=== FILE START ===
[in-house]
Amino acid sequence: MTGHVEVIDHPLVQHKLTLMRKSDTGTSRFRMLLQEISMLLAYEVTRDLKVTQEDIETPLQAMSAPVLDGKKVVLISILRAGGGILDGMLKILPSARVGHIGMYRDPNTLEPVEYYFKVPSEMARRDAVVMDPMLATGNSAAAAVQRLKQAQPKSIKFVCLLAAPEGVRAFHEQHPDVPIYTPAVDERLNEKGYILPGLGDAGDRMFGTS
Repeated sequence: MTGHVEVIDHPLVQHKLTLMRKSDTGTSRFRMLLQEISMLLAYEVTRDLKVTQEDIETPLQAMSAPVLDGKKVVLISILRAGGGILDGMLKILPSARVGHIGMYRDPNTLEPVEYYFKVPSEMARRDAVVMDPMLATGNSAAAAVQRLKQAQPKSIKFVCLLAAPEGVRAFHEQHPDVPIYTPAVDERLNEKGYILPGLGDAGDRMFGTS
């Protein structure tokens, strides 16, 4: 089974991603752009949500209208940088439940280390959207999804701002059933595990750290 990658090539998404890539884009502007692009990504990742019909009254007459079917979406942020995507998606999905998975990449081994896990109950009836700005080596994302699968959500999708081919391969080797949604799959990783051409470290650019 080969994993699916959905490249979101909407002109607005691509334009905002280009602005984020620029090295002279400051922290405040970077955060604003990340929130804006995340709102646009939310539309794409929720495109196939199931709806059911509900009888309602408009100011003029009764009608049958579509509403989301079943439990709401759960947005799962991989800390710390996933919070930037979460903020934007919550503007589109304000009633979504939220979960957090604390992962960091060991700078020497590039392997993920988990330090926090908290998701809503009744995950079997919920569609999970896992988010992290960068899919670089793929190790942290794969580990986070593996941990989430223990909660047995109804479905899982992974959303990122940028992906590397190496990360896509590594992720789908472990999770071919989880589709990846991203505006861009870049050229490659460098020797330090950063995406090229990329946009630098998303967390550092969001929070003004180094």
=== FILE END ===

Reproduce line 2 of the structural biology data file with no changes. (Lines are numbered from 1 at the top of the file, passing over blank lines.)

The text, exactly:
Amino acid sequence: MTGHVEVIDHPLVQHKLTLMRKSDTGTSRFRMLLQEISMLLAYEVTRDLKVTQEDIETPLQAMSAPVLDGKKVVLISILRAGGGILDGMLKILPSARVGHIGMYRDPNTLEPVEYYFKVPSEMARRDAVVMDPMLATGNSAAAAVQRLKQAQPKSIKFVCLLAAPEGVRAFHEQHPDVPIYTPAVDERLNEKGYILPGLGDAGDRMFGTS